Then last fall, at the start of the admissions process at the criteria-based schools, the younger child applied to City Honors and Olmsted 156, but the metrics included scores from last spring’s state assessments, when both students had opted out. The younger child received a zero for the state assessments, even though the family had been under the impression the child would not be penalized for opting out. That’s primarily because a letter from then-Superintendent Donald Ogilvie never made it clear that if students did not take the state assessments, they had no chance of getting into City Honors and Olmsted 156, Cercone said.

That March 2015 letter says in part “school districts may not solely or primarily rely upon, but may include, state assessments as one of the various measures used to determine admissions into schools ... If a state assessment score does not exist for a student, the lack of this assigned value, while not disqualifying the students, will impact the student’s admissions profile.”

Cercone said “the larger concern arose when we found out” that students from schools that did not administer the state assessments were rated differently.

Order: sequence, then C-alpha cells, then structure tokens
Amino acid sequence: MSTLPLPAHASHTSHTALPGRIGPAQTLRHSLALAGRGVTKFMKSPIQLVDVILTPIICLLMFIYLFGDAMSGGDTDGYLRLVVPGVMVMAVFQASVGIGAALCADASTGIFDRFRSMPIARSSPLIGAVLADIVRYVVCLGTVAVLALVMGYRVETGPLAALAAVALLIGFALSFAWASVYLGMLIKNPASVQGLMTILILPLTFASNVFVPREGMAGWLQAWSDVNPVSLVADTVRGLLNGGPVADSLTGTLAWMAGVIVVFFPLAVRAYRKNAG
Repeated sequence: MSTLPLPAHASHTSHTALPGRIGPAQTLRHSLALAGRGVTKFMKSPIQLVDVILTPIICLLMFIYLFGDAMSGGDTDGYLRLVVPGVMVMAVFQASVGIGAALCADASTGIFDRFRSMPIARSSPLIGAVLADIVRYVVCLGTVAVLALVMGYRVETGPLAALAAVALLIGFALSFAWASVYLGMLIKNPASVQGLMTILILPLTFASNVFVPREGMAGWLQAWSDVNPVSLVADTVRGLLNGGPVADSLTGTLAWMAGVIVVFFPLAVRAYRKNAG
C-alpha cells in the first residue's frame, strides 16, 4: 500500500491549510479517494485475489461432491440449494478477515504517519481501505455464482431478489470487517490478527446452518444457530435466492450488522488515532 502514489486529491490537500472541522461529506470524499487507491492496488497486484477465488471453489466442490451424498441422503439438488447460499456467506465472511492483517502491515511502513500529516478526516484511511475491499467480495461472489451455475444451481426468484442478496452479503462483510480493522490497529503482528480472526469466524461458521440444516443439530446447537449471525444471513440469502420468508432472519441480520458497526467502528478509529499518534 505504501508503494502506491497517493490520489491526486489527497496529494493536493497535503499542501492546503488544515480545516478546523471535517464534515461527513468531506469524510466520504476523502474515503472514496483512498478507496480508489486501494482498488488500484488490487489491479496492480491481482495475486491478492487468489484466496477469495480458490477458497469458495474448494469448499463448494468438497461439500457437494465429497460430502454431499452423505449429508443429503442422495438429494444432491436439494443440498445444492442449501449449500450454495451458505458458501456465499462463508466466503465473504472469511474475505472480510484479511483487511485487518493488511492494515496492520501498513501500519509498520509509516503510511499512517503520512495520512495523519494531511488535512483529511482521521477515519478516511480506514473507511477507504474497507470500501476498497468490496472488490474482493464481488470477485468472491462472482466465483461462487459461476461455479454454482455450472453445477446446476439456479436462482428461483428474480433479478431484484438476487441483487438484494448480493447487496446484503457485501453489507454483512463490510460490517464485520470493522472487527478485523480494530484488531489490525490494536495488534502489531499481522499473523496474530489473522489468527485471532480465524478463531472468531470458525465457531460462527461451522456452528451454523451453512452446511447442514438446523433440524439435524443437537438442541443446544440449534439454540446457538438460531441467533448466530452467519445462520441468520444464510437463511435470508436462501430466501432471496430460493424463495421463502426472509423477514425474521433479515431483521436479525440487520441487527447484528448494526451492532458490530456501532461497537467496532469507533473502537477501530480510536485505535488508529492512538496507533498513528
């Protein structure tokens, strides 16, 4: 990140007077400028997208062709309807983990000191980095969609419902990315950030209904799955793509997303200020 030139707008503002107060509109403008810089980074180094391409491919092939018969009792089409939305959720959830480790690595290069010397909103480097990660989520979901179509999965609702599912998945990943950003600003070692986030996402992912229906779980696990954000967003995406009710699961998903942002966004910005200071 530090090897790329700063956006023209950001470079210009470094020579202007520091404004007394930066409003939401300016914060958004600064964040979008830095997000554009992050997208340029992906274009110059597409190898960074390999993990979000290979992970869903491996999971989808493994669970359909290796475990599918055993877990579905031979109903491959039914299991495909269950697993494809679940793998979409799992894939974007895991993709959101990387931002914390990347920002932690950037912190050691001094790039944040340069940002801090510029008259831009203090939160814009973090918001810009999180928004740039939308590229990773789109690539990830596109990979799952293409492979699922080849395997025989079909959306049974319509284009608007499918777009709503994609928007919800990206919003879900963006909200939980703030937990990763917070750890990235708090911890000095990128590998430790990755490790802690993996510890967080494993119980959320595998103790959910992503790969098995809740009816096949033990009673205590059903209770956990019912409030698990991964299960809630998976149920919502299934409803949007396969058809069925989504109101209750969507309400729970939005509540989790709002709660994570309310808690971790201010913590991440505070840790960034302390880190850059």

“There were affordances made for them. That’s the discrepancy,” Cercone said.

“As parents, why should we endorse testing that the state deems ineffective on evaluating our children? Our criteria-based schools should be ashamed to use these tests for admissions to their schools,” said Keith Jones, another parent impacted by the admissions policies.

Scott said parents were told that in place of state assessments, the district would accept alternative assessments from schools like Elmwood Franklin and Park School – where the state assessments are not administered. But apparently that has not happened, according to a parent on BPTO’s executive board whose child was accepted into City Honors from Elmwood Franklin.

“The Park School does administer alternative assessments, but the district has never requested this additional information. We don’t have any report that there is an alternative assessment being used,” Scott said.

The head of Park School, Chris Lauricella, was not available Tuesday for comment.

It seems City Honors’ admissions rules counted the cognitive assessment score in place of the state assessment on the admissions policy for students from private and Catholic schools that did not administer the state assessment, according to the BPTO board member.